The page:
WATCH BELOW: 2018 coverage of the Reno Lee killing and dismemberment trial
Day 2 of appeal hearing for men convicted in Reno Lee killing, dismemberment
On the second and final day of the appeal hearing for the three men convicted in the death of 34-year-old Reno Lee, the lawyer for one of them argued the possibility that on the night of the killing, plans had changed and his client may not have known about the murder.
As a result, Christopher Funt, who is representing Bronson Gordon, said the judge failed to properly present the option of manslaughter to the jury.
“Whenever groups of people get together to do things together, one possibility is they share all information and the other possibility is that they operate on a need-to-know basis,” Funt said over videoconferencing at the Saskatchewan Court of Appeal on Tuesday.
Gordon, Daniel Theodore and Andrew Bellegard were given life sentences in 2018 after they were convicted of the first-degree murder of Lee following a 2018 trial.
During the trial, the jury heard Lee was kidnapped and shot in the head in Regina in 2015 before being dismembered and buried on the Star Blanket First Nation, northeast of the city.
Theodore and Bellegarde were also found guilty of indignity to a body.
Funt argued Tuesday that Gordon could have known about the kidnapping and not the murder, but that the jury was only given the option to convict Gordon of manslaughter, if they had any doubt he orchestrated the killing in any way, leaving no room for the possibility that Gordon participated in the kidnapping without any knowledge of the shooting.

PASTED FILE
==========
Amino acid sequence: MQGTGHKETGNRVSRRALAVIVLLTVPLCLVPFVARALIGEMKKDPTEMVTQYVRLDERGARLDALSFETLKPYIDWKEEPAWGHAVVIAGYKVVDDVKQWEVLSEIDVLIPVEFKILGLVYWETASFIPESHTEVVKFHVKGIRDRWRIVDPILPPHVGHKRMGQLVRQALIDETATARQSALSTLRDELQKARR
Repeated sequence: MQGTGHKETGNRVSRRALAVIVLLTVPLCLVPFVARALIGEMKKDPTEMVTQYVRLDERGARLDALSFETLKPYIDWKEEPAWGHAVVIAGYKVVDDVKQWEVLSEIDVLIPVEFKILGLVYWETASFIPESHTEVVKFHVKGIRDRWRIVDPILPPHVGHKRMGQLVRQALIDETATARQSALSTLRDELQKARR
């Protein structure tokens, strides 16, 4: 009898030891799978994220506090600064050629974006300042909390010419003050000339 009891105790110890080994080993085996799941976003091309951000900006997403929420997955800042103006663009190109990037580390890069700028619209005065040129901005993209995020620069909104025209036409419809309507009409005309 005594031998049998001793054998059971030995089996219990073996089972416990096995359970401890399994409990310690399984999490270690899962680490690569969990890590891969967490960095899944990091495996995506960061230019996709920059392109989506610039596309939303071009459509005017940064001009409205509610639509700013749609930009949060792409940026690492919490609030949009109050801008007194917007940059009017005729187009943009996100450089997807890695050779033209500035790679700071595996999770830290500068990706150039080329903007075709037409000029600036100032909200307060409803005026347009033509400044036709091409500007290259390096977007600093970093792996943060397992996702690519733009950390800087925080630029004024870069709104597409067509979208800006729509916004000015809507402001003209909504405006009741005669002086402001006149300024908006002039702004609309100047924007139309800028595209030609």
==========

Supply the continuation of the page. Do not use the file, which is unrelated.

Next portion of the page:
But the lawyer for the Crown, Dean Sinclair, argued the case against Gordon was compelling and overwhelming.
“The theory of the Crown’s case and evidence supports the notion that Gordon was one of the directing minds — if not the directing mind — of the operation,” Sinclair said, adding the jury could have convicted Gordon of manslaughter if there was reasonable doubt.
Funt also argued that the judge’s instructions to the jury were lengthy and the court didn’t estimate the proper time it would take to go through the case.
While Sinclair did admit the charge could have been shortened, he said there was nothing that was unhelpful, erroneous or irrelevant. No complaints were raised during the trial, he added.
The lawyers for Theodore and Bellegarde laid out their appeals on Monday.
Murphy argued that because the Crown theorized they all worked together, there is no way to say if Theodore got a fair trial if the other two did not.
Sinclair rebutted there is no evidence the jurors were biased and that none of the men raised concerns about the ones who were sworn in.
Bellegarde’s lawyer, Brian Pfefferle, said the trial judge’s instructions were confusing.
While Sinclair argued that had no merit on Monday, Funt reiterated on Gordon’s behalf on Tuesday that the instructions were lengthy and rushed.
The court is reserving decision until a later date.
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